A third embodiment operates with 100 mbar argon and 5 mg mercury in the gas space 11, which has a volume of 3 x 3 x 3 cm3. The discharge vessel 12 is heated so strongly in the stationary state that the mercury vapor pressure is approximately 1 mbar. Each beam electron generates mainly a plurality of more than 500 argon ions and secondary electrons in the gas space 11. Outside the vessel 12, two planar, transparent electrodes 13 and 14 of indium-tin oxide are provided, between which a radio -frequency AC field with a frequency of 27 MHz is applied. The secondary electrons oscillate substantially in the radio- frequency AC field and carry the discharge current, which is approximately 400 mA in this case. The average voltage across the discharge is approximately 50 V. Accordingly, approximately 20 W is coupled capacitively into the plasma, while the electron beam 15 contributes 2 W. The oscillating electrons adjust a homogeneous electron temperature by means of elastic collisions, which temperature hardly changes over a cycle because of the high frequency. The electron temperature of the secondary electrons is so low, because of the low ratio between electric field strength and argon pressure, that said electrons contribute not to the ionization, but to the excitation of the mercury and thus to the efficient generation of UV radiation at 254 nm. The conversion efficacy of the glow discharge power into UV radiation is 70%. A high brightness can be achieved because of small constructional dimensions. If visible light is desired, a phosphor may be provided on the inside of the discharge vessel for converting the UV radiation. The electron beam generates the charge carriers in the gas volume, keeps the glow discharge even, and leads to an immediate ignition of the discharge. The mercury may be replaced by an alternative light-generating gas whose vapor pressure is at least a few mTorr in the stationary state. Particularly interesting in this respect are, for example, sodium, strontium, and barium, because these atoms have strong lines in the visible wavelength range, and in addition especially molecular radiators such as indium bromide, whose resonant radiation lies in or close to the visible wavelength range.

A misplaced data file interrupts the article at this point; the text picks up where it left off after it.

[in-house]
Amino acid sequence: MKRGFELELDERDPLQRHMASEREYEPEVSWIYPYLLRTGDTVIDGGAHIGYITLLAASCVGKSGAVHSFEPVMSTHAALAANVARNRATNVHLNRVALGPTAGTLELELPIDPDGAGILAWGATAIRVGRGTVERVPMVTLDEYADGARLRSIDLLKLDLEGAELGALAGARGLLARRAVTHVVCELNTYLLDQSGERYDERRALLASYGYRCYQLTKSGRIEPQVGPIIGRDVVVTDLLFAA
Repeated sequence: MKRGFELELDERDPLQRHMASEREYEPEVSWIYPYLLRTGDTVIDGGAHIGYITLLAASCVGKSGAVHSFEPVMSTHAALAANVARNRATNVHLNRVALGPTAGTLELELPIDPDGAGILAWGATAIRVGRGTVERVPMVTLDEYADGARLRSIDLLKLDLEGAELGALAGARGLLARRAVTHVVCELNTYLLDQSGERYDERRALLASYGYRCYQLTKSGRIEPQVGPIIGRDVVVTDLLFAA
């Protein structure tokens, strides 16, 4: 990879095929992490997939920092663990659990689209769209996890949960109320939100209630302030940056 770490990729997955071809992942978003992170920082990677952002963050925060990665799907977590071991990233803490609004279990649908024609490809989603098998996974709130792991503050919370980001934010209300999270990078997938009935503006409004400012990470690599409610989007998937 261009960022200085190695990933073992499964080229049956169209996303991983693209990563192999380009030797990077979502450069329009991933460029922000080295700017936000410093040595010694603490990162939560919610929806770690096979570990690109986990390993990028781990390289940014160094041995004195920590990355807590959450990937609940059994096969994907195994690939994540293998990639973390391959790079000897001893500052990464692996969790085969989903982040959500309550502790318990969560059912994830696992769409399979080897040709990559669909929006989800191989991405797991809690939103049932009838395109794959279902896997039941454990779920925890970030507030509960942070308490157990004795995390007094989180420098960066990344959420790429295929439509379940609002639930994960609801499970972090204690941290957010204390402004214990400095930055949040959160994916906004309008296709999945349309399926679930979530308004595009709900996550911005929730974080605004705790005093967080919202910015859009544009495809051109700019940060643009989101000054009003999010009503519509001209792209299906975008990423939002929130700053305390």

Fig. 2 shows a second light source 20 with the electron beam source 2, the gas space 11, and a microwave resonator 21 which induces a glow discharge from the outside at a frequency of 2.45 GHz. The induced electric field is a rotational field; the electrons oscillate along circular path segments.

Fig. 3 shows a third light source 30 with the electron beam source 2, an electrode arrangement 31, and a discharge vessel 32. Electrodes 33 and 34 of the electrode arrangement 31 are formed as the cathode 33 and anode 34, respectively, which project into the discharge vessel 32. The cathode 33 comprises a tungsten coil 35, the anode 34 comprises a planar metal plate 36. Supply wires 37, 38, and 39 to the electrodes 33 and 34 are fused into the discharge vessel 32. A DC voltage of 500 V is applied between the cathode 33 and the anode 34. The cathode 33 is made to glow by an auxiliary heating current. The secondary electrons are the main carriers of the glow discharge current, which is accordingly approximately 500 times stronger than the beam current, i.e. approximately 50 mA. The secondary electrons drift towards the anode 34 in the electric field and thus adjust a very low electron temperature. Since the electron density should be approximately equal to the ion density in the discharge volume, while the electron current is much stronger than the ion current owing to the higher mobility of the electrons in the electric field, electrons must be additionally supplied from the cathode 33. This is achieved by the auxiliary heating of the cathode 33. An additional grounded wire is not necessary, because the function thereof is already performed by the anode 34. LIST OF REFERENCE NUM